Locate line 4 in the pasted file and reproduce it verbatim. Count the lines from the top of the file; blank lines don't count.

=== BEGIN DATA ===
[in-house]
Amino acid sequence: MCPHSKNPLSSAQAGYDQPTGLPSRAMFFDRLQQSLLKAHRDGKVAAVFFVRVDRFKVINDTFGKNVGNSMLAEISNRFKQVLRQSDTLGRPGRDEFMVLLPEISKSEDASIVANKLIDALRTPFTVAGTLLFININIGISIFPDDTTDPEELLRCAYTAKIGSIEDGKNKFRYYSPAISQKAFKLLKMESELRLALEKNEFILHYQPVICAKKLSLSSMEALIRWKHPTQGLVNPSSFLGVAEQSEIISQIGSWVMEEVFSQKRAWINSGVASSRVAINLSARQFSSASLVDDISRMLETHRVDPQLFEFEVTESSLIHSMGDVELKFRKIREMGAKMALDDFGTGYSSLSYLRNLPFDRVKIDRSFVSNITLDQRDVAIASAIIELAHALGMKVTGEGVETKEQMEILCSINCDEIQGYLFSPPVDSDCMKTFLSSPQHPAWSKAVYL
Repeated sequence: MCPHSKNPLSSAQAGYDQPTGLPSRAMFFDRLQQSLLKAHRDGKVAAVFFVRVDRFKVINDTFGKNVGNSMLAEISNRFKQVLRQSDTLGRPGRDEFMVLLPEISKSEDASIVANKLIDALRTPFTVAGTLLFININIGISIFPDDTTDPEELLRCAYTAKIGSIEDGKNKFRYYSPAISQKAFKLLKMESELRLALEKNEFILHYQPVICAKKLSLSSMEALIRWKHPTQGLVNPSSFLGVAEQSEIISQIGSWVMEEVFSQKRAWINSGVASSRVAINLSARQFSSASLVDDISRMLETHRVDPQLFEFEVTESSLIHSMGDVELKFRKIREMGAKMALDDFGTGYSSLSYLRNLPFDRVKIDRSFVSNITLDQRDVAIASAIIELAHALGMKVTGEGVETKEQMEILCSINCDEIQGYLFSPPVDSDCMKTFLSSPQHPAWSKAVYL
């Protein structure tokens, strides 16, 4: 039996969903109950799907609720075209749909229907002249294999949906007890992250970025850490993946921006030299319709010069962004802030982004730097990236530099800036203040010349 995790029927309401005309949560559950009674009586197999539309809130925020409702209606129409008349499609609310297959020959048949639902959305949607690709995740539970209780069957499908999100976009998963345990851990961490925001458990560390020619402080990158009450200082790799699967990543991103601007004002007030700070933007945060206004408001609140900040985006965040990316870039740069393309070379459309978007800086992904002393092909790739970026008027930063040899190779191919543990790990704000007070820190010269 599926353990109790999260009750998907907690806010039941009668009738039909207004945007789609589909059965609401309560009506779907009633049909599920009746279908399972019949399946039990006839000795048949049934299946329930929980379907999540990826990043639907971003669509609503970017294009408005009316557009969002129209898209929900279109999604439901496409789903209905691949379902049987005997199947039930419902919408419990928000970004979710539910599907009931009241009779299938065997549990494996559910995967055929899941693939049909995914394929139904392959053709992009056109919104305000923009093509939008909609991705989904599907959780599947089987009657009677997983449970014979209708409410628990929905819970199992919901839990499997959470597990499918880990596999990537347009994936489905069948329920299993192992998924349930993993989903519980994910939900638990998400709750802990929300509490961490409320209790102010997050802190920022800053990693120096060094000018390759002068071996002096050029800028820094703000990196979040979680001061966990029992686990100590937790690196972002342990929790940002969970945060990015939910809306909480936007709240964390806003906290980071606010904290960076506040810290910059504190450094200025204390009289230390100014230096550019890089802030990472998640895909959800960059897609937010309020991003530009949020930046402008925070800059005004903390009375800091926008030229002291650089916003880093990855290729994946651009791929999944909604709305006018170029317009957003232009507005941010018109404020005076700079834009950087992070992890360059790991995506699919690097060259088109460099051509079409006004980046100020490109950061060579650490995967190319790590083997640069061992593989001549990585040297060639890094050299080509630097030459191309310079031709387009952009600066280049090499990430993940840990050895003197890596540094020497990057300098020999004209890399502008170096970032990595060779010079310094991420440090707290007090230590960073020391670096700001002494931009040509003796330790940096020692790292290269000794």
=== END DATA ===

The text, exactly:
């Protein structure tokens, strides 16, 4: 039996969903109950799907609720075209749909229907002249294999949906007890992250970025850490993946921006030299319709010069962004802030982004730097990236530099800036203040010349 995790029927309401005309949560559950009674009586197999539309809130925020409702209606129409008349499609609310297959020959048949639902959305949607690709995740539970209780069957499908999100976009998963345990851990961490925001458990560390020619402080990158009450200082790799699967990543991103601007004002007030700070933007945060206004408001609140900040985006965040990316870039740069393309070379459309978007800086992904002393092909790739970026008027930063040899190779191919543990790990704000007070820190010269 599926353990109790999260009750998907907690806010039941009668009738039909207004945007789609589909059965609401309560009506779907009633049909599920009746279908399972019949399946039990006839000795048949049934299946329930929980379907999540990826990043639907971003669509609503970017294009408005009316557009969002129209898209929900279109999604439901496409789903209905691949379902049987005997199947039930419902919408419990928000970004979710539910599907009931009241009779299938065997549990494996559910995967055929899941693939049909995914394929139904392959053709992009056109919104305000923009093509939008909609991705989904599907959780599947089987009657009677997983449970014979209708409410628990929905819970199992919901839990499997959470597990499918880990596999990537347009994936489905069948329920299993192992998924349930993993989903519980994910939900638990998400709750802990929300509490961490409320209790102010997050802190920022800053990693120096060094000018390759002068071996002096050029800028820094703000990196979040979680001061966990029992686990100590937790690196972002342990929790940002969970945060990015939910809306909480936007709240964390806003906290980071606010904290960076506040810290910059504190450094200025204390009289230390100014230096550019890089802030990472998640895909959800960059897609937010309020991003530009949020930046402008925070800059005004903390009375800091926008030229002291650089916003880093990855290729994946651009791929999944909604709305006018170029317009957003232009507005941010018109404020005076700079834009950087992070992890360059790991995506699919690097060259088109460099051509079409006004980046100020490109950061060579650490995967190319790590083997640069061992593989001549990585040297060639890094050299080509630097030459191309310079031709387009952009600066280049090499990430993940840990050895003197890596540094020497990057300098020999004209890399502008170096970032990595060779010079310094991420440090707290007090230590960073020391670096700001002494931009040509003796330790940096020692790292290269000794």